Forbes Article (Oct. 5, 2014) by Kenneth Rapoza with some electoral counts

Social Democrats Face Archrival Workers’ Party In Brazil Election Run-Off

Brazil’s most powerful political parties will go head to head on Oct. 26 in a run-off election between incumbent president Dilma Rousseff and Social Democrat Aecio Neves, who came from a third place position to beat socialist party pick Marina Silva.

Marina’s crash and burn was in part due to recent comments that she was happy keeping the currency even weaker than it already is, and voters in the highly populated south thinking the only party that can really wrestle power from the Workers’ Party is the Social Democrats.

With over 95% of the votes counted by 21:00 local time, Dilma had 41% of the votes while Neves had 34%.

Analysts will now focus on deciphering the next round. Both Dilma and Neves have been rising in the polls. It is unclear whether Marina’s voters will choose Dilma or Neves in the days ahead. New polls will likely come out later this week. The good news for the incumbent is that she was gathering momentum right along with Neves. This indicates that either the undecided voters had made their decisions and/or the Marina voters had migrated to the challenger. Either way, the fact that both Dilma and Neves rose in the polls suggests voters are — in the worst case — evenly split.

Brazilian senator Aécio Neves to take on Dilma Rousseff in an election run off on Oct. 26. To win, he will have to convince more than 65% of Marina Silva’s voters to choose him over Dilma. It will not be easy.

Some 142 million people will vote again on Oct. 26. The largest constituencies are in the wealthy South/Southeast with roughly 77.7 million voters combined.

São Paulo, the biggest city in Brazil, has 31.9 million voters accounting for 22.4% of the vote. This is generally a Social Democrat stronghold. Assuming Neves wins 65% of São Paulo, it would give him 20.7 million votes.

Minas Gerais is the second biggest market for Neves, which he represents as a senator in Brasilia. His home state has 15.2 million voters. Assuming another 65% for Neves would give him 9.8 million, though that might be asking too much. Dilma beat him with 43% of the vote in the first round as it is. He would need every single Marina Silva vote to keep Dilma’s numbers stable in that farming and mining state.

No. 3 Rio de Janeiro could be a toss up. If Rio is split in half, that’s six million for each. Assuming Dilma gets 60% of Bahia, that would give her 6.1 million and Neves four million.

Then there is the fifth largest constituency, located in the deep south. This is Rio Grande do Sul. They have 8.3 million voters. This is also a toss up. While Dilma beat Neves with 43%, Neves wasn’t far behind. Assuming a draw, that’s 4.1 million each.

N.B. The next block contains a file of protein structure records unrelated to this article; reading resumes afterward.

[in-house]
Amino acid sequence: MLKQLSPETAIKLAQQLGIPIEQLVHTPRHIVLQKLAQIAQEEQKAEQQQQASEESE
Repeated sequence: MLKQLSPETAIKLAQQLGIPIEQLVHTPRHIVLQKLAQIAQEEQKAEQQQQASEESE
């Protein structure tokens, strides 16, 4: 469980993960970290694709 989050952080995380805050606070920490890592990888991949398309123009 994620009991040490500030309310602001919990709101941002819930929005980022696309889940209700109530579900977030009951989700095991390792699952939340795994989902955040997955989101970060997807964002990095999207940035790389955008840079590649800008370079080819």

Combined, the best case scenario for Neves in the top five constituencies gives him 44.6 million and Dilma 33.1 million. Unfortunately for the Social Democrats, there is more to Brazil than the top five.

The biggest differential will be in the North/Northeast states. Dilma runs away with it here. In the rich south, the differential in favor of Neves is smaller. In other words, she has more support from her traditional supporters than Neves has from his in terms of body count.

Sergipe: 54% Dilma, 23% Neves
Alagoas: 52% Dilma, 21% Neves
Pernambuco: 44% Dilma, 5% Neves
Paraiba: 55.6% Dilma, 23% Neves
Rio Grande do Norte: 60% Dilma, 19% Neves
Ceara: 68% Dilma, 15% Neves
Piaui: 70.5% Dilma, 14% Neves
Maranhao: 69.5% Dilma, 11.6% Neves
Tocantins: 50.2% Dilma, 27.6% Neves
Para: 53% Dilma, 27% Neves
Amapa: 51% Dilma, 25% Neves
Roraima: 33% Dilma, 43.6% Neves
Amazonas: 54.4% Dilma, 19.4% Neves
Acre: 29.7% Dilma, 29.8% Neves

In those states, Dilma received 15.6 million votes to Neves’ 4.72 million for a 10.88 differential in favor of the incumbent. Neves needs to receive every vote from Marina in those states, otherwise Dilma takes the North/Northeast popular vote without a fight.

In the wealthier states that went to Neves, the Minas Gerais senator garnered 19.73 million votes to Dilma’s 12.58 million, or a differential of just 7.15 million.

The easiest way to look at it is by taking the total vote count thus far. For Dilma, it’s been 43.26 million voters in her favor versus Neves’ 34.89 million. Marina received 22 million. In order for Neves to win, he needs to get over 65% of the Marina vote. Even at 65% of the Marina vote, Neves adds around 14.3 million to his tally, or 49.1% of the popular vote…not enough to take the presidency in January.

No one is expecting Dilma to walk away with the election at this point. It will be a nail biter.

However, for Neves to skew the elections in his favor he will need a popular figure, most likely from the market, to come out in support of him. Investors will look for hints as to who might be in charge of a Neves Finance Ministry, or what his take is on the foreign exchange rate and inflation. Brazil’s real is currently trading at its lowest level since the financial crisis of 2008-09.

Dilma, meanwhile, has some stats on her side. The poor are getting richer. And so are the middle class. Educational attainment is improving, and the unemployment levels — while not entirely accurate — remain low. She will have to regain trust in constituents tired of political corruption and a general laziness about public service and fair play. She will also continue to make overtures to the market about her plans to change course on economic policy, something investors are looking forward to next year.